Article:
“When you’re on these conferences and you’re not talking, it’s very, very helpful to put yourself on mute,” Ihlefeld said. The muffled noise of an air conditioning or heating unit, or the thumping of a washer or dryer can easily become an instant distraction.

“Even if you are working in an office setting, any background noise or conversation can be picked up and cause interference with the speakers or overshadow what is being said,” Johnson added. “Additionally, I’ve been on calls where someone is shuffling papers close to their microphone without realizing that the sound is being broadcast to the attendees.”

With such distractions aside, credit professionals can lead and attend successful virtual meetings.

—Andrew Michaels, editorial associate
Continuing Education with NACM’s Certification Programs:
American author and business consultant, Ken Blanchard said, “All leaders are permanent learners.” Many leadership experts like Blanchard have shared similar sentiments about why leaders must continue to educate themselves in their respective industries.

In the business credit profession, college courses on the subject are sparse. Although experience is an excellent teacher, several credit professionals said completing NACM’s professional certification programs has not only improved their understanding of credit, but also has opened up new opportunities to become leaders in the credit department.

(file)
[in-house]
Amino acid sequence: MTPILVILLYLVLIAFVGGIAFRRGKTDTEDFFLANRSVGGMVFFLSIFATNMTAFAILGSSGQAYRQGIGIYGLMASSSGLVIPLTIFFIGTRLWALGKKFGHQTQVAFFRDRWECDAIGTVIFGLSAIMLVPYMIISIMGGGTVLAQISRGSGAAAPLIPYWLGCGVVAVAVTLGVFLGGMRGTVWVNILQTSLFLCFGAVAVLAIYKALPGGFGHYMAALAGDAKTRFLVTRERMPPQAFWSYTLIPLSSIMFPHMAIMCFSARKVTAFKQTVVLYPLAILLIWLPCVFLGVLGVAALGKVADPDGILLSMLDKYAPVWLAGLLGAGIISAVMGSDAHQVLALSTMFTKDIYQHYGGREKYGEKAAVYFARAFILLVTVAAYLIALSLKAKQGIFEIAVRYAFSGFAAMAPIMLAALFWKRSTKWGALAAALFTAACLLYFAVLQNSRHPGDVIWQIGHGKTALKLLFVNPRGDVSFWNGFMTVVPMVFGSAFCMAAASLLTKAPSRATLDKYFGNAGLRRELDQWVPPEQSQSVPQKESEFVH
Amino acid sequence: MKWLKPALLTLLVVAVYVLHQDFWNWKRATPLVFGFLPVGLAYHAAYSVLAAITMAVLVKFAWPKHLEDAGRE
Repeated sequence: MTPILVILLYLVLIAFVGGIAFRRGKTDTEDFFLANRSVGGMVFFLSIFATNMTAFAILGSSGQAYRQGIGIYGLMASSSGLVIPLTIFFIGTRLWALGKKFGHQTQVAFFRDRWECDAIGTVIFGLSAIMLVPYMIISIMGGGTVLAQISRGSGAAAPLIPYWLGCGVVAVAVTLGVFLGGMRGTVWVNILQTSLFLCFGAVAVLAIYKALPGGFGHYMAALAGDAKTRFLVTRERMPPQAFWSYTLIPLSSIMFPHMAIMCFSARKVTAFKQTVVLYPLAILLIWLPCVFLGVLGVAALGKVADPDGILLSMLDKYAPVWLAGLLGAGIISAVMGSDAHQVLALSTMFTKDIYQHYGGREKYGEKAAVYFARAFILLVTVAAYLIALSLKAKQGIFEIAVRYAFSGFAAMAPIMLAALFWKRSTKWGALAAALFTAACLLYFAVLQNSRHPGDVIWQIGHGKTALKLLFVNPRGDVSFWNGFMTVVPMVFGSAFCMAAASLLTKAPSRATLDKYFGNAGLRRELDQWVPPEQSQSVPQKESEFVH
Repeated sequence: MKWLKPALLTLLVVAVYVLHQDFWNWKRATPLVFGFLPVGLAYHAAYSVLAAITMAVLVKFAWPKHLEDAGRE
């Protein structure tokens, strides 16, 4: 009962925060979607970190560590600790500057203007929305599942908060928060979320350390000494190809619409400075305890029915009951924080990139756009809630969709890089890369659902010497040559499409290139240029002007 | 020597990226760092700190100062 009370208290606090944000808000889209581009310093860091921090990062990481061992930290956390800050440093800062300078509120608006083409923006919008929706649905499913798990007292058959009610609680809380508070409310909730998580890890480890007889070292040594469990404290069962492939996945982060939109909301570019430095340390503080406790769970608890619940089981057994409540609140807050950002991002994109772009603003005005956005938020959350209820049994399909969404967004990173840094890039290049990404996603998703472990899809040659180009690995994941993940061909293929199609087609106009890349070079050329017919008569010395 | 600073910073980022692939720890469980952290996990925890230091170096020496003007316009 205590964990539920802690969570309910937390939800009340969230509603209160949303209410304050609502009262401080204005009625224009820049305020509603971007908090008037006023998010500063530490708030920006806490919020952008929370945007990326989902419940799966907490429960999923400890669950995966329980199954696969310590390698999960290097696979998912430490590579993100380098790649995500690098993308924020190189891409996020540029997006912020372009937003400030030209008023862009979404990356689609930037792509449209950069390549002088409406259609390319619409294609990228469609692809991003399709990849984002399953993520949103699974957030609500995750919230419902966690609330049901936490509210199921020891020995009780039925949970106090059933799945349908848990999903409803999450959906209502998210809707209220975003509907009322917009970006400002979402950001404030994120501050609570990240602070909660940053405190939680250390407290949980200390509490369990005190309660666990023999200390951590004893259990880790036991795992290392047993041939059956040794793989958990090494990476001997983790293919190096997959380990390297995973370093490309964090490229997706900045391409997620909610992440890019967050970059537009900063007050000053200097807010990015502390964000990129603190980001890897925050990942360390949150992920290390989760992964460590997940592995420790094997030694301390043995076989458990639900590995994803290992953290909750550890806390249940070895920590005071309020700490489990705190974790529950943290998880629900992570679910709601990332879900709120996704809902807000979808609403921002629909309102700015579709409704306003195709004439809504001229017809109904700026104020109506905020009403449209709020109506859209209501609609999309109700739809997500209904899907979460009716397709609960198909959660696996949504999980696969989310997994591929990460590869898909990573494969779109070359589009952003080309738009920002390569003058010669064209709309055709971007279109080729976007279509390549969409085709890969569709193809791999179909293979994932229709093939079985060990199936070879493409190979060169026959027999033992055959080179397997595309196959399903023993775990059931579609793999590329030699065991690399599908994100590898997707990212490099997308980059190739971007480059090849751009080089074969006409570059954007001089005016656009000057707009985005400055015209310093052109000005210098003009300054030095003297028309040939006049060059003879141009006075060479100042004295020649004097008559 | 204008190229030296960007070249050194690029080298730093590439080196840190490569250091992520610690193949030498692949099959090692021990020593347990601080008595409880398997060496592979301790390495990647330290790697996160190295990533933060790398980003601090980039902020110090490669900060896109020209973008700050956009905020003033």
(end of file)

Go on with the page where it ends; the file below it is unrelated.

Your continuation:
The certification process begins with the NACM National education department, which tracks progress, including courses completed and designations earned. NACM offers four levels of certification, which build off of each other:

• Credit Business Associate (CBA) is an academic-based designation, which signifies mastery of three business credit disciplines: Basic Accounting, Business Credit Principles and Introductory Financial Statement Analysis.
• Credit Business Fellow (CBF) is earned after the CBA and is an academic- and participation-based designation, which affirms recipients understand and contribute to the field of business credit. Courses include Business Law and Credit Law.
• Certified Credit Risk Analyst (CCRA) is also an academic-based designation, which signifies mastery in the analysis and interpretation of financial statements and the ability to make informed credit risk assessments.
• Certified Credit Executive (CCE) is NACM’s highest designation and substantiates mastery of the credit function at an executive level. Candidates must pass a rigorous exam that tests their knowledge in the areas of accounting, finance, domestic and international credit concepts, management and law. Holders of a CCE designation must recertify every three years, further endorsing their commitment to continuing education, self-improvement and advancement in the business credit profession.

International designations are comprised of the Certified International Credit Professional (CICP) and the top-level International Certified Credit Executive (ICCE). To earn the CICP, candidates must successfully complete the International Credit & Risk Management online course and exam.